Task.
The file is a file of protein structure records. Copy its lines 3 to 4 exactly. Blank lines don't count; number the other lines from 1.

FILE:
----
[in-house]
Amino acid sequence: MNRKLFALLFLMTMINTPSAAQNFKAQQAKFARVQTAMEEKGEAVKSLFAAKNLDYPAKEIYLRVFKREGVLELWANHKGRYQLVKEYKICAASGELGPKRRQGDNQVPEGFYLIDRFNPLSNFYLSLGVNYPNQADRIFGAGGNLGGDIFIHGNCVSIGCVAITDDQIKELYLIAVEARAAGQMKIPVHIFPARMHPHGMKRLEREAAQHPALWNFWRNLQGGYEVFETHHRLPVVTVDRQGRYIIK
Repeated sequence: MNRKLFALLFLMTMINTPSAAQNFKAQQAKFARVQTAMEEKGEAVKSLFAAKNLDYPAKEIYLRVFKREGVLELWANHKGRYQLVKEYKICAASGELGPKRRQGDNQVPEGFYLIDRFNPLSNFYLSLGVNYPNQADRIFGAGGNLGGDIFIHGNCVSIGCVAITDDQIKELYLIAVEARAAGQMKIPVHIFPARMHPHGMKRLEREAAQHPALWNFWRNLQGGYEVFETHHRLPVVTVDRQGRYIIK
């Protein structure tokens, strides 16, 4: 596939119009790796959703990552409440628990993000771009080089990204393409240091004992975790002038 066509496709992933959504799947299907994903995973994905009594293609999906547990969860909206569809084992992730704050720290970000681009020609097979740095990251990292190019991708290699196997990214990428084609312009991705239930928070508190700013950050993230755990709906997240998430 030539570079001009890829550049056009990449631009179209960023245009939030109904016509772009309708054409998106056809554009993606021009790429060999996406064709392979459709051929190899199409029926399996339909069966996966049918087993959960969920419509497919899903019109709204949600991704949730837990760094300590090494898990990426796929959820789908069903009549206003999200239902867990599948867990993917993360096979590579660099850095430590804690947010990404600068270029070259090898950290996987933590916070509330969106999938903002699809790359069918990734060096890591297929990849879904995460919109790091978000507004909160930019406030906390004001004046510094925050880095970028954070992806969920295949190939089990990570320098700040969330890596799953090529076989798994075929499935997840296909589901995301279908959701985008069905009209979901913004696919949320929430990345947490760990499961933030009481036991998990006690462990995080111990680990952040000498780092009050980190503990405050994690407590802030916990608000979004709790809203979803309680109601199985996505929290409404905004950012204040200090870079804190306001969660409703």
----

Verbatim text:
Repeated sequence: MNRKLFALLFLMTMINTPSAAQNFKAQQAKFARVQTAMEEKGEAVKSLFAAKNLDYPAKEIYLRVFKREGVLELWANHKGRYQLVKEYKICAASGELGPKRRQGDNQVPEGFYLIDRFNPLSNFYLSLGVNYPNQADRIFGAGGNLGGDIFIHGNCVSIGCVAITDDQIKELYLIAVEARAAGQMKIPVHIFPARMHPHGMKRLEREAAQHPALWNFWRNLQGGYEVFETHHRLPVVTVDRQGRYIIK
């Protein structure tokens, strides 16, 4: 596939119009790796959703990552409440628990993000771009080089990204393409240091004992975790002038 066509496709992933959504799947299907994903995973994905009594293609999906547990969860909206569809084992992730704050720290970000681009020609097979740095990251990292190019991708290699196997990214990428084609312009991705239930928070508190700013950050993230755990709906997240998430 030539570079001009890829550049056009990449631009179209960023245009939030109904016509772009309708054409998106056809554009993606021009790429060999996406064709392979459709051929190899199409029926399996339909069966996966049918087993959960969920419509497919899903019109709204949600991704949730837990760094300590090494898990990426796929959820789908069903009549206003999200239902867990599948867990993917993360096979590579660099850095430590804690947010990404600068270029070259090898950290996987933590916070509330969106999938903002699809790359069918990734060096890591297929990849879904995460919109790091978000507004909160930019406030906390004001004046510094925050880095970028954070992806969920295949190939089990990570320098700040969330890596799953090529076989798994075929499935997840296909589901995301279908959701985008069905009209979901913004696919949320929430990345947490760990499961933030009481036991998990006690462990995080111990680990952040000498780092009050980190503990405050994690407590802030916990608000979004709790809203979803309680109601199985996505929290409404905004950012204040200090870079804190306001969660409703």